Hodder History Expert Blog

Change ahead!
By Tony Fox
22 Oct
Back in September 2010 I was writing a set of blogs to launch the Hodder History Nest. A lot has changed for me since then, both personally and professionally and in this first blog for the new History Nest I wanted to muse on change, how it affects us and how we teach about it. As History teachers we do spend a lot of time considering change and continuity, and those of us with GCSE classes working through a development study will have these two concepts firmly at the forefront of our minds during our planning.

Heraclitus of Ephesus is credited with coining the phrase Change is the only constant’, and boy have we seen some constant changes recently. The farcical ‘consultation’ began the chaotic ever shifting, ever changing disruption to the History curriculum, just as we began to plan for the culmination of our students’ History education (preparing many for their GCSEs), the press presented us with a vision of Hell, entitled the History National Curriculum. We were given just a few weeks of ‘consultation’ on this backward looking and jingoistic mess, an intense period that changed many people’s opinions.

It was the poor KS2 teachers who faced the biggest change. Gone was the broad and balanced curriculum, and gone too was the concept of professional consultation. Educationalists, it seemed, no longer had a role in shaping the education of students, it felt as if our educational system was being  taken on a major detour. We were facing a new and shocking redirection. Once it was accepted , by the majority, that this Govian discharge was unworkable, things calmed down a bit. I remember subsequent months as a feeling of constant limbo: I knew changes were afoot, but could not find out where and to what extent.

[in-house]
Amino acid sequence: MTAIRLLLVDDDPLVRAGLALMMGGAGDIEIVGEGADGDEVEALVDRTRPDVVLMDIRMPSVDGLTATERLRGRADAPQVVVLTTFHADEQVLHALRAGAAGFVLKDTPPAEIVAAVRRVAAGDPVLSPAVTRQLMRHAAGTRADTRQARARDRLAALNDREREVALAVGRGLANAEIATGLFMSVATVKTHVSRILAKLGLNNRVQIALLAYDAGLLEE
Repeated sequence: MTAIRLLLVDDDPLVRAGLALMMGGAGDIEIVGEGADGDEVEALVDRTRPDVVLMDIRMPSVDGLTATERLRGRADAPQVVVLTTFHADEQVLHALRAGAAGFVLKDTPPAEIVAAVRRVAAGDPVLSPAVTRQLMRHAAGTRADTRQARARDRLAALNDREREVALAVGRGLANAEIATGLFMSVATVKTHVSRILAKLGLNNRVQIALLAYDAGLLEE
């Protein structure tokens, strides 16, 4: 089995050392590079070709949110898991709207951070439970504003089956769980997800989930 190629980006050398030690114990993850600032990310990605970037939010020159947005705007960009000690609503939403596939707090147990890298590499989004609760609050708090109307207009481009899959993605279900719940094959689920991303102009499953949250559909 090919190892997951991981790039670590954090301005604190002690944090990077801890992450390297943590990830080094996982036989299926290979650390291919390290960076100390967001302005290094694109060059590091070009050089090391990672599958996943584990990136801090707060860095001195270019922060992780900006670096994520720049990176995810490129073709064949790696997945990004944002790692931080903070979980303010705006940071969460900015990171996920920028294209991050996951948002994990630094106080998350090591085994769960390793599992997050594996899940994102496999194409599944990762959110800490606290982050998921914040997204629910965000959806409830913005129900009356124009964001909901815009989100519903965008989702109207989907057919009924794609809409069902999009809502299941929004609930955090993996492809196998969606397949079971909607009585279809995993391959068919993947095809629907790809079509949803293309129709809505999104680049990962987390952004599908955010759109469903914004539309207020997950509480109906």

In my teaching I try to show students that change can take many forms. We talk about growth, how change is an organic process, linking this to their knowledge of nature. I also see change as a shift, an adjustment, where changes can be subtle and slight, but can also have a huge impact. 

This summer gave me an even more personal experience of change and with it the opportunity to review my own thinking, I was forced into changing my working practices, mainly because our ‘spare bedroom’ (named ‘daddy’s office’) had to be packed up and moved to a small computer table in the corner of another room. Out went 25 years worth of History Magazines, out went my PGCE notes and all the worksheets I had carefully collected over the years. In fact we had a ‘year zero’ moment.

To my surprise I can honestly say that this has been a very positive event. I have experienced rejuvenation in my lesson planning, and a rebirth of enthusiasm. And my first instinct now is to link the lessons and activities together, to create a continuity of experience, rather than try to fit in my favorite activity or topic. I would not say that I have seen a huge transformation, but rather, I have felt a freshness in my approach. I have embraced this change, as it has allowed me to rethink a number of things.

That is not saying I am happy with change for change’s sake. I feel that the pace and extent of change being forced upon schools is destructive. I have, however, become a little more fatalistic: being told you are having twins may have something to do with it, but I have always had this tendency. I am coming around to the idea that I can no longer influence changes to the extent I once believed was possible in my youth, but I can still use changes to benefit myself and my pupils; to see change as an opportunity to adjust my thinking, whilst maintaining my core principles and ideas.

One thing Mr Gove has taught me this summer is that, for me, fighting against change is not always possible, but using the enemy’s efforts to aid my own development can have a positive impact.
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